In addition to being a disaster readiness consultant and author, I’m also a licensed private investigator. I’ve been working in the security and investigation fields for over twenty years now. I’ve had to learn how to create foolproof passwords.
My specialty is with computer-based investigations, such as e-mail tracing and deep background checks. Many of us spend hours each day working with computers. With that comes the requisite passwords we need to create on a regular basis.
The problem is, we sometimes have a hard time remembering all those passwords. Some of us resort to writing them down, which sort of defeats the purpose of having a password, right? In an effort to create easy-to-remember passwords, we end up with stuff that’s easy for others to figure out.
Think back to the most common passwords you’ve used. I’m betting at least some of them used your children’s name(s) or your pet’s name. For the guys, one of the most common passwords is the make or model of your vehicle.
Now, while you may be at low risk of having someone try to break into your online account at the local library, any time you’re dealing with financial matters, such as making purchases or doing online banking, you want the strongest password you can create. But, the stronger the password, the harder it can be to remember.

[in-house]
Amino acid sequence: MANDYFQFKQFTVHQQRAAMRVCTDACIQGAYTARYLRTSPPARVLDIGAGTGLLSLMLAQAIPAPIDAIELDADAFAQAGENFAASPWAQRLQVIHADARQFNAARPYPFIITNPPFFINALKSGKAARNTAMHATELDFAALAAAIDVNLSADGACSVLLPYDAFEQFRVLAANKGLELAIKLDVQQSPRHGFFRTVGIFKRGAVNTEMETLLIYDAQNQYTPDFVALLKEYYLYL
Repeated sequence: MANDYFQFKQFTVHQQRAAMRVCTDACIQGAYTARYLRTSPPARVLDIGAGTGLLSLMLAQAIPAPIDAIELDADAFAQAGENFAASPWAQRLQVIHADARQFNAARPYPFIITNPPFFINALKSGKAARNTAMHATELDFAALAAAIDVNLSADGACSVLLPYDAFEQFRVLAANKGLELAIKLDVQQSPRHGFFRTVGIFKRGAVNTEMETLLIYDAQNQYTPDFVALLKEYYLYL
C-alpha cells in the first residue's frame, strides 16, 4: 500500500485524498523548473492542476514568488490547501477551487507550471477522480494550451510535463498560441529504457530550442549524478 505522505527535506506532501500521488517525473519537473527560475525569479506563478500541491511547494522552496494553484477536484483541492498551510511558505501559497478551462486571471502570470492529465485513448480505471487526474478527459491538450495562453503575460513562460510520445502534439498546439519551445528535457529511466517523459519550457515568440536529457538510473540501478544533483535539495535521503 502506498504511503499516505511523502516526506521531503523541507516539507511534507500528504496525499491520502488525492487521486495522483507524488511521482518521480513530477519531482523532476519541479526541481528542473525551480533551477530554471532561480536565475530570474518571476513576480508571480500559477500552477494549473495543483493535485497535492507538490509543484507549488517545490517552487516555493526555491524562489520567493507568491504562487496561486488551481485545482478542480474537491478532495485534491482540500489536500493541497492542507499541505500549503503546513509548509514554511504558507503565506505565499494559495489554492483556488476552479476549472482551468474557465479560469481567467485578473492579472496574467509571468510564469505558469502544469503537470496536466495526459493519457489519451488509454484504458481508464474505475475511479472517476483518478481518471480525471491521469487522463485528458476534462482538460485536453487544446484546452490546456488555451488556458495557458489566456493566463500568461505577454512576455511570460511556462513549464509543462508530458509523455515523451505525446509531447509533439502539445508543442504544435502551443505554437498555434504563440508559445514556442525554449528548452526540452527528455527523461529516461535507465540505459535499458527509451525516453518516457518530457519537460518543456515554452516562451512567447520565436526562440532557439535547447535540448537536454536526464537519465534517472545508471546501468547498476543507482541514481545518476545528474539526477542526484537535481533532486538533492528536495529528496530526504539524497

Here’s a trick I learned years ago that you can use to create an all but unbreakable password that is also extremely easy to remember.
Choose a nursery rhyme. For example, we’ll go with Humpty Dumpty. Go through the first line of the nursery rhyme and write down the first letter from each word.
Humpty Dumpty sat on a wall = HDsoaw
Now, either before or after those letters, write down the last four digits of the home phone number you had when you were a child. If that won’t work for you for some reason, how about the combination to your locker at the gym?
1234HDsoaw or HDsoaw1234
This can also work by using a book you always have nearby instead of a nursery rhyme. Just use the first sentence of the book instead of the first line of the rhyme. “It was the best of times, it was the worst of times,” becomes Iwtbotiwtwot.
Or maybe the first line from your favorite song? “It’s all the same, only the names will change,” becomes Iatsotnwc.
Some sites and software programs require you to change your password on a regular basis. Just go to the next line of the rhyme each time you need to change the password.
Here’s the best part. If you are extremely forgetful, rather than writing down the actual password, you can just write down the name of the nursery rhyme. Think about it. Who is going to guess your online bank account password just by seeing “Humpty Dumpty” written down?